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On Feb. 15, just days after massive layoffs at Activision Blizzard, the AFL-CIO issued a powerful public statement of support to game developers in the United States. Its message, published in an open letter at Kotaku, was both simple and profound.

Each year in April, we gather together for Workers Memorial Day to honor the memory of those workers who have lost their lives on the job.

Anthony Nolan, a New London, Connecticut, city councilman and member of AFSCME Local 724, won his race yesterday in a special election to fill an open seat in the state legislature.

Growing up on Chicago’s South Side, I learned at an early age the power of unions to dramatically improve the opportunities of black families in America.

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The tension between work and time off has always been a concern of the American labor movement. Work may be one of our core values, but it has a purpose, which is to allow us to live good lives, provide for ourselves and our families and, yes, to earn some time off to enjoy the fruits of our labor. Today, work and time off are badly out of balance, and Labor Day is a case in point.

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On Labor Day, we recognize and honor the achievements of Connecticut’s working people. In 2017, this annual celebration comes at a critical time for our state and our nation. Collective action is on the rise – yet so are the attacks on our pay, health care, retirement security and rights on the job.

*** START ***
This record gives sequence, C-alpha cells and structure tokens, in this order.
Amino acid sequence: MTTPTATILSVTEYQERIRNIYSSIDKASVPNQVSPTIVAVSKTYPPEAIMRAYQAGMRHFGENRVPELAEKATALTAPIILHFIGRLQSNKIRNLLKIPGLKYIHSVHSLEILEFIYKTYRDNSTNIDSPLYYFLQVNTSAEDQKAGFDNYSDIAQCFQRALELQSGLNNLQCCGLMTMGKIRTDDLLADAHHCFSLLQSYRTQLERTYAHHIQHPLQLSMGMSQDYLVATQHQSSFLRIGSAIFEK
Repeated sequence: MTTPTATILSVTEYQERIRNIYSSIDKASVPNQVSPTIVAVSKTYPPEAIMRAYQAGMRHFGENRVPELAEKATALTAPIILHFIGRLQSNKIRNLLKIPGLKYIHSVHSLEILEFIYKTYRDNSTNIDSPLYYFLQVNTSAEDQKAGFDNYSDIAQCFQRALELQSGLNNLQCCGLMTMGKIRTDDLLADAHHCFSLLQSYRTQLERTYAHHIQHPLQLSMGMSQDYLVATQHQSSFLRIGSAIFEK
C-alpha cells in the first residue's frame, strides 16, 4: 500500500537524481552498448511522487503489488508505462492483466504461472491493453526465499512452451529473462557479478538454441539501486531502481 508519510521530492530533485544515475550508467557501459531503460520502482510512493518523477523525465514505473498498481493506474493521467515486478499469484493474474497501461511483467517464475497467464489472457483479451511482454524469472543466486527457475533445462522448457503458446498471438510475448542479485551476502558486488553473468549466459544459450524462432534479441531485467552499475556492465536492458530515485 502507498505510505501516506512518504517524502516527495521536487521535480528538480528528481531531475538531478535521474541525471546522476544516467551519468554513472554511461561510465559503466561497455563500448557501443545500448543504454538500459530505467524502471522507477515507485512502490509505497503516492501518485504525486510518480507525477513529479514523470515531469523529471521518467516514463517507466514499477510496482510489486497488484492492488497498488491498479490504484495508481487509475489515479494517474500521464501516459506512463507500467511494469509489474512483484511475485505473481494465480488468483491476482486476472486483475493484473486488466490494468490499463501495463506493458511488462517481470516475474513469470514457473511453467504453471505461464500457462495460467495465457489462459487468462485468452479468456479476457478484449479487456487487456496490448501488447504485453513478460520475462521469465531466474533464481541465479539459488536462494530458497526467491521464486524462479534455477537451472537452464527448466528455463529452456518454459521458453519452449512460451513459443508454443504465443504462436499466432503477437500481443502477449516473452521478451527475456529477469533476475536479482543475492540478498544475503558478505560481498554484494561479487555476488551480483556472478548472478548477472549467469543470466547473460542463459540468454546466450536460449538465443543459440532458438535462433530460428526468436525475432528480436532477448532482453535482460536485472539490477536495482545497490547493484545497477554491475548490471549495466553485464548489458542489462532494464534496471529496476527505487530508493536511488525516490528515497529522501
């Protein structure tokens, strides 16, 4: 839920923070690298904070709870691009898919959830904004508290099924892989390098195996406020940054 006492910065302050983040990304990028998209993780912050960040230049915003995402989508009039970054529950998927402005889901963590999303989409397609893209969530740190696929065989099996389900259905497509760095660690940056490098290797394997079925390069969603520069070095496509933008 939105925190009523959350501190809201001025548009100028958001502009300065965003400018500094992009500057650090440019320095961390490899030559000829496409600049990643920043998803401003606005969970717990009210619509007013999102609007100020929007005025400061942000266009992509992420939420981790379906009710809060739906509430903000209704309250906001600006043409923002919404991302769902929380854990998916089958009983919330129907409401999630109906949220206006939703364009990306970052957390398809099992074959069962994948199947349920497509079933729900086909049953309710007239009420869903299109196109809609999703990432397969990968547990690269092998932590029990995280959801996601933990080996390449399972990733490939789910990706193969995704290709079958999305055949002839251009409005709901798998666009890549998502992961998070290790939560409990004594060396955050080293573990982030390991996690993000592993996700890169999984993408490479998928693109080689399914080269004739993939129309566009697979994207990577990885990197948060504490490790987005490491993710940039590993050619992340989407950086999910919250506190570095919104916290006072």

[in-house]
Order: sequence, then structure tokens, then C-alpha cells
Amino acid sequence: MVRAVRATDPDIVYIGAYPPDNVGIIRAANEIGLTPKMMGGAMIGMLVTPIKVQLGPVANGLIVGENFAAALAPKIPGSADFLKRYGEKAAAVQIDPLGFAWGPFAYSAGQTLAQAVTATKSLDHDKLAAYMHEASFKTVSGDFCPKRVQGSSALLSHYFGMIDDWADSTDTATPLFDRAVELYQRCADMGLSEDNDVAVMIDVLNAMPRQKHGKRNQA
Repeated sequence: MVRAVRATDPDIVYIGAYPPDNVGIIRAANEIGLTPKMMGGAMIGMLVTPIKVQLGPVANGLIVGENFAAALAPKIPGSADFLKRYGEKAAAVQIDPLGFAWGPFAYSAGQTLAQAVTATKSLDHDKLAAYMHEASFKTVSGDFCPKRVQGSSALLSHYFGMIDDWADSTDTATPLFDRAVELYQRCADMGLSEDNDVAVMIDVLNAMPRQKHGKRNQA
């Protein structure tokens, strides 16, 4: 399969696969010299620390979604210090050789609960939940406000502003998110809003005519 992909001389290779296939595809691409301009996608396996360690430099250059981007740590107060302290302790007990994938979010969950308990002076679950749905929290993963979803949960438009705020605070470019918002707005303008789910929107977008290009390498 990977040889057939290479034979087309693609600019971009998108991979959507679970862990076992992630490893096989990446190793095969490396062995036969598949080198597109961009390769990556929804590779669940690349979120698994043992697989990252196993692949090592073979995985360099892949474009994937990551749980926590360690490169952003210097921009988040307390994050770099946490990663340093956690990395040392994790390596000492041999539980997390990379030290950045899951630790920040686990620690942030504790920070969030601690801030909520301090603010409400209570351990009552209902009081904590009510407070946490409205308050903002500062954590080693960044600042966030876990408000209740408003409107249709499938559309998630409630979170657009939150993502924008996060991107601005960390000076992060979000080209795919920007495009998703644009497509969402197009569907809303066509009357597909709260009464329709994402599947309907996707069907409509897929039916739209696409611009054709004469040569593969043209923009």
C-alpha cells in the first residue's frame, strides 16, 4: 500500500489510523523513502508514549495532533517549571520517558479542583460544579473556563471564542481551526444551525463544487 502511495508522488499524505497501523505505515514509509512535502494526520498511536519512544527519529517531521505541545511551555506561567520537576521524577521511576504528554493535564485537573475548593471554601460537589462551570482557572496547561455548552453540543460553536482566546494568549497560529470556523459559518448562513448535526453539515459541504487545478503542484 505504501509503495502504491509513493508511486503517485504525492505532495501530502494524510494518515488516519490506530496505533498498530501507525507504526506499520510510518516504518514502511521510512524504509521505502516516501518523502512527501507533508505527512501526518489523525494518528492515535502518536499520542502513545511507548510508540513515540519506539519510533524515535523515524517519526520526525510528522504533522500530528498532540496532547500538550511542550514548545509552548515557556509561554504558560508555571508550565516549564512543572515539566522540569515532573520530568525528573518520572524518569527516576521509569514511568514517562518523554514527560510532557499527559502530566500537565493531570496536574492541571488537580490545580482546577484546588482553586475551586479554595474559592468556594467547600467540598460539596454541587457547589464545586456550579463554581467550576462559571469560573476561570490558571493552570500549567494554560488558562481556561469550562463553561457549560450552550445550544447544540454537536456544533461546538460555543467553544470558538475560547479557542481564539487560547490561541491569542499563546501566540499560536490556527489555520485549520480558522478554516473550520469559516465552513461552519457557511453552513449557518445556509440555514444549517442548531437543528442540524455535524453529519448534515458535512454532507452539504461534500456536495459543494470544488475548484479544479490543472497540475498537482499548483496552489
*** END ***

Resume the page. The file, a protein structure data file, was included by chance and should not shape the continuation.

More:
As we enjoy the fellowship of our loved ones at a barbecue, fireworks or other community event, it also is important to reflect on the best ways working people can come together to build an economy that works for all of us.

Working people are taking fewer vacation days and working more. That's the top finding in a new national survey, conducted by polling firm Greenberg Quinlan Rosner Research for the AFL-CIO in collaboration with the Economic Policy Institute and the Labor Project for Working Families. In the survey, the majority of America's working people credit labor unions for many of the benefits they receive.

As Hurricane Harvey and its remnants bring unprecedented flooding and damage to a huge portion of Texas, working people in the state are going above and beyond their duties to help one another.
Seeking a stronger voice at work, more than 100 Program Managers for the Department of Children and Families (DCF) voted decisively to unionize and join Council 4 AFSCME.

In January, I was invited to serve on President Donald Trump’s manufacturing council, along with my boss, AFL-CIO President Richard Trumka. At the time, I was deputy chief of staff at the AFL-CIO (the largest federation of trade unions in America) and a spokesperson for the organization on trade, manufacturing, and economic policy. President Trumka and I agreed to serve because we believed — and still do — that working people should have a voice in crucial government decisions affecting their jobs, their lives, and their families.